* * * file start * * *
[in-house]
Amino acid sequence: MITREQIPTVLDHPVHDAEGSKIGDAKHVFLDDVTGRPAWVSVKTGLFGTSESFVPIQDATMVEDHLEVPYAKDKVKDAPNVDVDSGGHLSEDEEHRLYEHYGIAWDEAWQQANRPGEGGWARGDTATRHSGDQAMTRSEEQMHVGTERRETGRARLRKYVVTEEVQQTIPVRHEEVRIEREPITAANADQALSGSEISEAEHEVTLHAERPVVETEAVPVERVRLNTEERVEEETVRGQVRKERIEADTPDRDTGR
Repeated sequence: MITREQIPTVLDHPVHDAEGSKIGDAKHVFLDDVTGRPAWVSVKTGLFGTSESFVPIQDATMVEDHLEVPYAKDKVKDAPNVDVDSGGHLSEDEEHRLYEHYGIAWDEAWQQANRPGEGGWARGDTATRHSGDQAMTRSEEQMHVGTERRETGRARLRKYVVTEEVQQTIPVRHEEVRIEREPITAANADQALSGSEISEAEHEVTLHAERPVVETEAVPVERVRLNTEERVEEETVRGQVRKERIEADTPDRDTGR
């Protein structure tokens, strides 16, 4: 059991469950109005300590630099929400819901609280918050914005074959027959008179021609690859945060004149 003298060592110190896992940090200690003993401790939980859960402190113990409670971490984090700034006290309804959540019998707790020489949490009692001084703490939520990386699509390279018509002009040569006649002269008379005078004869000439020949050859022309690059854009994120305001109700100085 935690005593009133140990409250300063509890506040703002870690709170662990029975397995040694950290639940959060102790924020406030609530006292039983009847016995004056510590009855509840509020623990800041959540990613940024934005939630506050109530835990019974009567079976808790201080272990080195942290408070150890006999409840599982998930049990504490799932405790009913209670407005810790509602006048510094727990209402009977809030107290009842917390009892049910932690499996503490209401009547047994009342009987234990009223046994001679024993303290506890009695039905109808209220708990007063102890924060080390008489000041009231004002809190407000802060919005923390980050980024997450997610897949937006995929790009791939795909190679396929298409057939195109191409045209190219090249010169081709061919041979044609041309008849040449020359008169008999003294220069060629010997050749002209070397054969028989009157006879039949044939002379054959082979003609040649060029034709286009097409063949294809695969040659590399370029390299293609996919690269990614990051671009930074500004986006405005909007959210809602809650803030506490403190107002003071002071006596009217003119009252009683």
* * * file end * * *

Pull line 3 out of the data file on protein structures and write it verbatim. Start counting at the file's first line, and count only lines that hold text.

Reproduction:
Repeated sequence: MITREQIPTVLDHPVHDAEGSKIGDAKHVFLDDVTGRPAWVSVKTGLFGTSESFVPIQDATMVEDHLEVPYAKDKVKDAPNVDVDSGGHLSEDEEHRLYEHYGIAWDEAWQQANRPGEGGWARGDTATRHSGDQAMTRSEEQMHVGTERRETGRARLRKYVVTEEVQQTIPVRHEEVRIEREPITAANADQALSGSEISEAEHEVTLHAERPVVETEAVPVERVRLNTEERVEEETVRGQVRKERIEADTPDRDTGR